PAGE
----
miércoles, 3 de mayo de 2017

Google Docs users hit with sophisticated phishing attack in their inboxes

Deceptive invite to edit a Google Doc appeared to be spreading rapidly, and users were taken to a legitimate Google sign-in screen if they clicked it

Google encouraged users to report the email as phishing within Gmail. Photograph: Virginia Mayo/AP

Wednesday 3 May 2017 21.50 BST Last modified on Wednesday 3 May 2017 22.27 BST

A Google Docs scam that appears to be widespread began landing in users’ inboxes on Wednesday in what seemed to be a sophisticated phishing or malware attack.

The deceptive invitation to edit a Google Doc – the popular app used for writing and sharing files – appeared to be spreading rapidly, with a subject line stating a contact “has shared a document on Google Docs with you”. If users click the “Open in Docs” button in the email, it takes them to a legitimate Google sign-in screen that asks to “continue in Google Docs”.

Clicking on that link grants permission to a bogus third-party app to possibly access contacts and email, which could allow the spam to spread to additional contacts.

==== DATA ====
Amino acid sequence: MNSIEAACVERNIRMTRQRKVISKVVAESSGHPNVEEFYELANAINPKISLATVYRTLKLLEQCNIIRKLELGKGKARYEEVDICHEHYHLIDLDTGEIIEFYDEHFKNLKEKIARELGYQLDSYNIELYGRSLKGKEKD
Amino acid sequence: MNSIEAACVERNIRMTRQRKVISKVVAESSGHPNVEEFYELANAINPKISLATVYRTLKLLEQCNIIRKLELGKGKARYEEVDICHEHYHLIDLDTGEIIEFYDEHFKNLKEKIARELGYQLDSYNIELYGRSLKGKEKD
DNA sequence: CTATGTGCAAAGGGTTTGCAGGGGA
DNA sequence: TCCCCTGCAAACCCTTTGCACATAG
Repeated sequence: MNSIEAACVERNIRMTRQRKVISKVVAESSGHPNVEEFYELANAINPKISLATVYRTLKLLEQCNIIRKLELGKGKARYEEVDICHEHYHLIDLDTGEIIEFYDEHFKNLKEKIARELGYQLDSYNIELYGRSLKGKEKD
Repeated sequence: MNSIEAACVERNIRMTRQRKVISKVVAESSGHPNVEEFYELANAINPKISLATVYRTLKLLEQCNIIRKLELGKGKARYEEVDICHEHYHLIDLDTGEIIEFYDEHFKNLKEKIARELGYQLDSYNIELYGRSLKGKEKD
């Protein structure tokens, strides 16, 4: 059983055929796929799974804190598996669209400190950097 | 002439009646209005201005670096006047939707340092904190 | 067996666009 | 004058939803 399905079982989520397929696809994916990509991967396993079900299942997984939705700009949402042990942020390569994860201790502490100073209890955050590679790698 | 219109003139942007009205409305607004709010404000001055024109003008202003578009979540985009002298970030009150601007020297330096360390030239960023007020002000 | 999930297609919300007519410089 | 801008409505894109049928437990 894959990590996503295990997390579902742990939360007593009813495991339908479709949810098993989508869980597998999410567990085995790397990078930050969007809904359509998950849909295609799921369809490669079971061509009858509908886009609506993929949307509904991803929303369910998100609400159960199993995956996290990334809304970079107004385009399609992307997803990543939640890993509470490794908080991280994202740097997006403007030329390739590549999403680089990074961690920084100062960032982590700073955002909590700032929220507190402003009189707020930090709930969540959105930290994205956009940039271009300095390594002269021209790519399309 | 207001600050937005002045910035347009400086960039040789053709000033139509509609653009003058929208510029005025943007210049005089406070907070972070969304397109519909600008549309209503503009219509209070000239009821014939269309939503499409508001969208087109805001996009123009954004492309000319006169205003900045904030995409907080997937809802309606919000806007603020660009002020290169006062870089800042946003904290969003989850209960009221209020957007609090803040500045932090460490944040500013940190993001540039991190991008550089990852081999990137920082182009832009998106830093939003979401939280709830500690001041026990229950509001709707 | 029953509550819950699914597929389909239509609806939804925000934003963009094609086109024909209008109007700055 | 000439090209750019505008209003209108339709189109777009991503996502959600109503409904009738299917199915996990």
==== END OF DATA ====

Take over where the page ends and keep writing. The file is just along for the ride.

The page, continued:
Google has said it is aware of the issue and investigating it. The company encouraged users to report the email as phishing within Gmail.

“We have taken action to protect users against an email impersonating Google Docs, and have disabled offending accounts,” a spokesperson said in a statement. “We’ve removed the fake pages, pushed updates through Safe Browsing, and our abuse team is working to prevent this kind of spoofing from happening again.”

The company did not immediately respond to requests for comment on how many people had been affected by the attack and where it may have originated.

Numerous journalists have reported receiving the phishing email, including multiple Guardian reporters. One message to the Guardian came from a maryland.gov account associated with law enforcement and was addressed to “hhhhhhhhhhhhhhhh@mailinator.com”, and blind-copied the reporter. Reporters at BuzzFeed, Hearst, New York Magazine, Vice and Gizmodo Media have also reported receiving the scam.

Phishing scams typically involve emails, ads or websites that appear to be real and ask for personal information, such as usernames, passwords, social security numbers, bank account data or birthdays. Google says it does not send out emails asking for this type of data and encourages users not to click on any links and to report suspicious messages.

As the Verge noted, Wednesday’s attack seemed to be more advanced than standard email phishing scams, because it doesn’t simply take users to a bogus Google page to collect a password, but instead is working within Google’s system with a third-party web app that has a deceptive name.

If users have already granted permission through the phishing email, they can go to their settings and revoke the app.

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